Nick Powell is an excellent high-school student who raises money by selling homework and results of quizzes to his schoolmates. He aims to travel to London for a writer's course - telling his best friend, Pete Egan, that he has already bought the airplane ticket but he has not told to his mother yet. Annie Newton has a problem with Pete, who owes money to her. As events unfold, due to a case of mistaken identity Nick takes a severe beating from Annie and her gang, his body dumped in a sewer. The next morning, he discovers he cannot be seen - he is now a spirit in a state of limbo and can only observe as the events of that day unfold. Written by
Claudio Carvalho, Rio de Janeiro, Brazil
The shirt that Nick is wearing at the end of the movie bears a crow on the chest. In some Native American legends (and the graphic novel by James O'Barr bearing the name) the crow could carry a person's soul back from the land of the dead. See more »
When Annie is pushing back the sewer lid to find Nick's body, the "spirit" Nick is the one who ends up pushing the sewer lid the rest of the way open, even though he doesn't physically exist. See more »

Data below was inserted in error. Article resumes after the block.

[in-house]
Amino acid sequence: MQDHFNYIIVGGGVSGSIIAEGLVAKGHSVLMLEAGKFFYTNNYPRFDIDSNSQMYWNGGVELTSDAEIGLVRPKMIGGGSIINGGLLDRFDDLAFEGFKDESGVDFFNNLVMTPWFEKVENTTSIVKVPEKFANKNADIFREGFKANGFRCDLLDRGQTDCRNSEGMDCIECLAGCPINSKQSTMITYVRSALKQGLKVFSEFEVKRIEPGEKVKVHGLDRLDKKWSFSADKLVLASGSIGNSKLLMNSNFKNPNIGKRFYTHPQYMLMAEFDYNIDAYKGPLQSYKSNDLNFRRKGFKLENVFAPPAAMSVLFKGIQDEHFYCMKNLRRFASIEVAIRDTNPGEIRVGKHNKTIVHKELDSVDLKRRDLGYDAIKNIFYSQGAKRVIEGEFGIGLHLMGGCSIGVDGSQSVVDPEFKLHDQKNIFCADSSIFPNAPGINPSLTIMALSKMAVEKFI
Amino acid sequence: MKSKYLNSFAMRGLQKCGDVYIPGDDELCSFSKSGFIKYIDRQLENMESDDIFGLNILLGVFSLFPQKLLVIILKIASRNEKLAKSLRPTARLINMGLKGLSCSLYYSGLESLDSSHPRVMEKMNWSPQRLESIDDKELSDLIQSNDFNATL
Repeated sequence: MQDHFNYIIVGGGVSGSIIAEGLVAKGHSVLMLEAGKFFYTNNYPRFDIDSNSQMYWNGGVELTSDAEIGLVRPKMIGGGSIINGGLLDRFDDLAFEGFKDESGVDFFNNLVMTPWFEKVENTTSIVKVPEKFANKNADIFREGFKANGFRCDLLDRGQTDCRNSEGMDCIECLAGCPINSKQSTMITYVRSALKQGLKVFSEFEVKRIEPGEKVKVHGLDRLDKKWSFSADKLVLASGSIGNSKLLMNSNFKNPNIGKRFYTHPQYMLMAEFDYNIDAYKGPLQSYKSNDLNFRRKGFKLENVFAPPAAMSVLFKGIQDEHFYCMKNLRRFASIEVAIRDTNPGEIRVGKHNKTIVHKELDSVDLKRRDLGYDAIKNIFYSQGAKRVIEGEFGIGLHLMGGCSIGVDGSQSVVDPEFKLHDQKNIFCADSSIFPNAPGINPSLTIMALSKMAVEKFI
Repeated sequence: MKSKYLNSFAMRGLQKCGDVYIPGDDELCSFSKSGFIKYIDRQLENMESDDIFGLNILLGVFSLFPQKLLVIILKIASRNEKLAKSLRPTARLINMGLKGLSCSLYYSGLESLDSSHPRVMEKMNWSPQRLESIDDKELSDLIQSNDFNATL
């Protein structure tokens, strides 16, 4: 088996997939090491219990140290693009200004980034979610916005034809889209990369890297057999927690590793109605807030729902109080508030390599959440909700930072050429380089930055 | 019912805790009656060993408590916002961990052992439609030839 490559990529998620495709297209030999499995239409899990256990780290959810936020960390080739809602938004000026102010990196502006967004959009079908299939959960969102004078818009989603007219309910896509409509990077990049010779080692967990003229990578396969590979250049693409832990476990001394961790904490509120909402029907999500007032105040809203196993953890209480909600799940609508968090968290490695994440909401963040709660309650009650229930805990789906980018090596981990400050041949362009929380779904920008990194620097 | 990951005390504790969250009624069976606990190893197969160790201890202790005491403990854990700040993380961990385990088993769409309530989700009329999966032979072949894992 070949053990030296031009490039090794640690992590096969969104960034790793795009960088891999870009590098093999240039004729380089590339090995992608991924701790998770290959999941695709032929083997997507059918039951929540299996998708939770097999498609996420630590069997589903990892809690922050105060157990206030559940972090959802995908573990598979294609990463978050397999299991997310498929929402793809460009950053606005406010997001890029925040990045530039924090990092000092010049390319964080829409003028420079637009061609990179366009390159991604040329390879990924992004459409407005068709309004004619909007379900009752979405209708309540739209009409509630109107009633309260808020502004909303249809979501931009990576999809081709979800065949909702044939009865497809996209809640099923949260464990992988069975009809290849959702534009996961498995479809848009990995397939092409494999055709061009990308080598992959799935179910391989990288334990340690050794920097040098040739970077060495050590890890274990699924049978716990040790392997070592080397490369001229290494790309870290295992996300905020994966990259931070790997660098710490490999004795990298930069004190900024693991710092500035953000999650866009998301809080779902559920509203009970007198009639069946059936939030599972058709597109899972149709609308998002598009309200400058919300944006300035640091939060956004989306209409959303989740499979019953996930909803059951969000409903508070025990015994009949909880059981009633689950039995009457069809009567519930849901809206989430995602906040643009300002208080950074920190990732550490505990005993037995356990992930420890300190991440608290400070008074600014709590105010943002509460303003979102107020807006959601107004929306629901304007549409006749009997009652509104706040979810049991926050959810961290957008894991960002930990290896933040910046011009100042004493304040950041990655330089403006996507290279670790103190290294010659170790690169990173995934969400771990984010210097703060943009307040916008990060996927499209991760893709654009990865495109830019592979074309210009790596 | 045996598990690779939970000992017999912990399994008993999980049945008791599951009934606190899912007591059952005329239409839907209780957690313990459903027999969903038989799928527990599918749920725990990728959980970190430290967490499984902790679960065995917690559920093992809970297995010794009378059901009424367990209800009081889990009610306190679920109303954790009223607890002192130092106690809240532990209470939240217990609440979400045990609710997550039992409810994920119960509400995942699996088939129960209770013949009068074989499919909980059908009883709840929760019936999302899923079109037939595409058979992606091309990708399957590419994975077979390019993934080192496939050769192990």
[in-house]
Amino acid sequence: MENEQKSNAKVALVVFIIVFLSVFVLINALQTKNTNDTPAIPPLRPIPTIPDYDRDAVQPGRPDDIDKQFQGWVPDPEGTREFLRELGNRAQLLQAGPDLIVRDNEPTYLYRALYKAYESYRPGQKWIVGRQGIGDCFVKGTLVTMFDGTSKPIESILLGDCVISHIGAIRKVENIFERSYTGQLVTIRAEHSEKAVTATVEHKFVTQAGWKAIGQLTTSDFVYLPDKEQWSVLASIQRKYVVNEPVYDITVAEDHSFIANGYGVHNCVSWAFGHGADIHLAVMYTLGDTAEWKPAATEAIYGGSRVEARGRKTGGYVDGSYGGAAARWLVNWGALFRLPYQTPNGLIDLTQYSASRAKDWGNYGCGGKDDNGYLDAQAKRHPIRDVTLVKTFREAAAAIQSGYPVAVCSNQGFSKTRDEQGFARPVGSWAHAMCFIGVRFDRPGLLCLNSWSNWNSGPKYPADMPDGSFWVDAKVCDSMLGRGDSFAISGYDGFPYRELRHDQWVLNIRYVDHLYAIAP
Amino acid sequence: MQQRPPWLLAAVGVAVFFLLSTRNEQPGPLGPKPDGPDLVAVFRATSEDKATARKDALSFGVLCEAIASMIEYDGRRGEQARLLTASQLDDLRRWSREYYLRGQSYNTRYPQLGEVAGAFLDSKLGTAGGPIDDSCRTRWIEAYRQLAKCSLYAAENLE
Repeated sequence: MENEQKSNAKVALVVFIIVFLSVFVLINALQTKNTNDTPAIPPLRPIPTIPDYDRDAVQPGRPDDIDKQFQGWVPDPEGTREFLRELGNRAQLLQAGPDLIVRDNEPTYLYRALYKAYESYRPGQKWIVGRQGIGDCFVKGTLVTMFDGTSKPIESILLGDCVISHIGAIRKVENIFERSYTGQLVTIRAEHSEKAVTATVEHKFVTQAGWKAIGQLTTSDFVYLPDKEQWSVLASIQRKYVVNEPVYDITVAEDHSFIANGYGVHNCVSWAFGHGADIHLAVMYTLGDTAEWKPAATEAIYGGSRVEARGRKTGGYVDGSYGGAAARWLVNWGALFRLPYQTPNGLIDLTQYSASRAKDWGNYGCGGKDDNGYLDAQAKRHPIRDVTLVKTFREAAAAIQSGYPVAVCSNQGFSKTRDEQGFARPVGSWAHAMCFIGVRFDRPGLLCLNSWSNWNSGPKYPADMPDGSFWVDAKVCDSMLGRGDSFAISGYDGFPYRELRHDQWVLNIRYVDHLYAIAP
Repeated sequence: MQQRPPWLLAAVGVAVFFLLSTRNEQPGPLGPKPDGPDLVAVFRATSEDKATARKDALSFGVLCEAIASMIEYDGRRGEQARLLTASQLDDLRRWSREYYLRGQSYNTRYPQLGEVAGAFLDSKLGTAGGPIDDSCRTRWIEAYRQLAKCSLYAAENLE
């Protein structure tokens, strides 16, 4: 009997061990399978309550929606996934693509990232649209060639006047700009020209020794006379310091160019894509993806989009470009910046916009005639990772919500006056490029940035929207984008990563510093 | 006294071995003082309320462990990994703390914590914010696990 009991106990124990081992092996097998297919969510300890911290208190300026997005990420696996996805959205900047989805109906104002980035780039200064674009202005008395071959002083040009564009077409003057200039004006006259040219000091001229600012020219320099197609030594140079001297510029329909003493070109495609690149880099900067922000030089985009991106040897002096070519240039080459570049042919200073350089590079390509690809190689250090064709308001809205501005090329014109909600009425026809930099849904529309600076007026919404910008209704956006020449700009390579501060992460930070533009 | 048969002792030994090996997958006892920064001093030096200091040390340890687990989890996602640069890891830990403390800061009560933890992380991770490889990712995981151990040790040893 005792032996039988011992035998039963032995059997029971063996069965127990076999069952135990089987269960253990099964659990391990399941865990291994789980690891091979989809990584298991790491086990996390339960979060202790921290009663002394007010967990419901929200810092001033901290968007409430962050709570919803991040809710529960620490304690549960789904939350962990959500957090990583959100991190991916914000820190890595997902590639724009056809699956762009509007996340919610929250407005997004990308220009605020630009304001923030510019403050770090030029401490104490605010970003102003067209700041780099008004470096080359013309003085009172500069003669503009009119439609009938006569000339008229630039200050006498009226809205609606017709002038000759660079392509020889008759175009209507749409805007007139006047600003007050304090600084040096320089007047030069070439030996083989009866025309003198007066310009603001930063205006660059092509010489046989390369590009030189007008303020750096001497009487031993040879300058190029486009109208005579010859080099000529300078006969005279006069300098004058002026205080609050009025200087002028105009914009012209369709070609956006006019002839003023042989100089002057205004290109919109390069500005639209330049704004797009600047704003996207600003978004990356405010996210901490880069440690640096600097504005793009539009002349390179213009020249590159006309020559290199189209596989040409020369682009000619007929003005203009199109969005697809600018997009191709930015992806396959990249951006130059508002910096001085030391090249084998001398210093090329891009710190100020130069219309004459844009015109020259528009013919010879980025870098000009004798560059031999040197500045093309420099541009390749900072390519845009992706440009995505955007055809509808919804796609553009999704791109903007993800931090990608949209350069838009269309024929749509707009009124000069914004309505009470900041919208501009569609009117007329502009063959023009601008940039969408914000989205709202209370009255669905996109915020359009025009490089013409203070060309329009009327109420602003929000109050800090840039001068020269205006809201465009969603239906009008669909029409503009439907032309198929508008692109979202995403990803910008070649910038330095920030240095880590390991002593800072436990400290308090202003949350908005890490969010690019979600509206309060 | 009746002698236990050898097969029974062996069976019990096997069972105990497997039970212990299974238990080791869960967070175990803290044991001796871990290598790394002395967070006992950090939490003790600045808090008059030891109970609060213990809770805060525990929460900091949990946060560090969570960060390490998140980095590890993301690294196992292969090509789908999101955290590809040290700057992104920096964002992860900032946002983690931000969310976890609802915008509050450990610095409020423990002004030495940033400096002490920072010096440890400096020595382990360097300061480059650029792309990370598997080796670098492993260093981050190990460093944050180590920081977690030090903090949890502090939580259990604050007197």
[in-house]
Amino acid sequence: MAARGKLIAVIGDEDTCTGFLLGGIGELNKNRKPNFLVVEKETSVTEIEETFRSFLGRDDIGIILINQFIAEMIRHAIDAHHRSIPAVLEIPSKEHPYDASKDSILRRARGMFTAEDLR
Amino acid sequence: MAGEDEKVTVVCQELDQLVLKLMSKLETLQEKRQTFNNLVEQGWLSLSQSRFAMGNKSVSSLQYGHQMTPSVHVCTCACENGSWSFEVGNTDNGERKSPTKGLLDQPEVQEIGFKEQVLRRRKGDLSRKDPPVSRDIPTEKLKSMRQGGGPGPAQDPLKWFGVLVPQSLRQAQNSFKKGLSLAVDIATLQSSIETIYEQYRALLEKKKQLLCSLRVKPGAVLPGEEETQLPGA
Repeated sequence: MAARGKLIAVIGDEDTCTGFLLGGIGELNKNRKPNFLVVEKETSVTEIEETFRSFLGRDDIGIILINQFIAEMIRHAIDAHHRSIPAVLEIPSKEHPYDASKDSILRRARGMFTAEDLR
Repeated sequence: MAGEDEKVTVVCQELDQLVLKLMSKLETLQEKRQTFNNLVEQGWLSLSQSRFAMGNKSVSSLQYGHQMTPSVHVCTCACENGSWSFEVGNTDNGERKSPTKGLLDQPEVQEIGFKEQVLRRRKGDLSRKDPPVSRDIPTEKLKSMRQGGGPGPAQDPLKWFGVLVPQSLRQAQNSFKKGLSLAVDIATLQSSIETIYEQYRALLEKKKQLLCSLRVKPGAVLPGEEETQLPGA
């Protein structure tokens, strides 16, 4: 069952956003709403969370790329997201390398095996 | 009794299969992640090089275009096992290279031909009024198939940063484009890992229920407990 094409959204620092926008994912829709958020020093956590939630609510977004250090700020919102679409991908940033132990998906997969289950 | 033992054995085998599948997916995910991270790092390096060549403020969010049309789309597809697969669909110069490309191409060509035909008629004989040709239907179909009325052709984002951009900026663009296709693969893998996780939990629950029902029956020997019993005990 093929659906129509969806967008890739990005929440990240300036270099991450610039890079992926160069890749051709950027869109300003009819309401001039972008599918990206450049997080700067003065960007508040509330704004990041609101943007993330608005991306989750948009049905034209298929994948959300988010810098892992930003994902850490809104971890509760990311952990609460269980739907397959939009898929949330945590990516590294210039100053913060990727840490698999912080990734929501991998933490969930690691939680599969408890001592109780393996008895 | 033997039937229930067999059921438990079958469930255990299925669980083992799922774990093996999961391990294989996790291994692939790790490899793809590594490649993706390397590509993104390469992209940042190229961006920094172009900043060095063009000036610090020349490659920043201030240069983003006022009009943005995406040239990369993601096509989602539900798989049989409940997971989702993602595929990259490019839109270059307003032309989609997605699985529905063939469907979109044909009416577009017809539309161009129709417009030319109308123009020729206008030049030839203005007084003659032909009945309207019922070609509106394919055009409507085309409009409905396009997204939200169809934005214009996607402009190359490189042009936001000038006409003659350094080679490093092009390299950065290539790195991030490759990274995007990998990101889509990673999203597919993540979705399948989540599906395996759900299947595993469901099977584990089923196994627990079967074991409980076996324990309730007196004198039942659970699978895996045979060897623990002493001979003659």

It wasn't easy when Nick's father died, raising a teenager alone. But with a boy like Nick, well, he is now everything a mother could want. We've been through some hard times. We've carried each other. Now I look to the future, and I know there's nothing that we can't do together.
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Definitely NOT a copycat of "The Sixth Sense" this film instead is highly original, sets its own mark, goes its own way.
Although I haven't been a teen in decades, I know them well enough to say the portrayals of the central characters are as on-the-level as I've seen lately. This never-dull and unusual story kept us involved more than we expected, and I recommend it for anyone who enjoys either teen movies or supernatural thrillers.
If you rent it from Netflix, please beware of a similar titled film, a dreadful movie about two young American stone-heads pretty much comatose in a cheap flat in Paris. Dull and stupid.
The soundtrack of INVISIBLE is truly good and proves that good music is still being done in 2007 even if they don't ever play it on the air.
One way films have improved: When I was a teen there were never any teen movies with characters you could either believe or relate to. Now they make such movies frequently. After all, the most complex problems in a lifetime are during the teen years. Everything after that is easy once you've survived the basic training of that age. Once you know that you've got an over-sized field of ideas for good movies like this.
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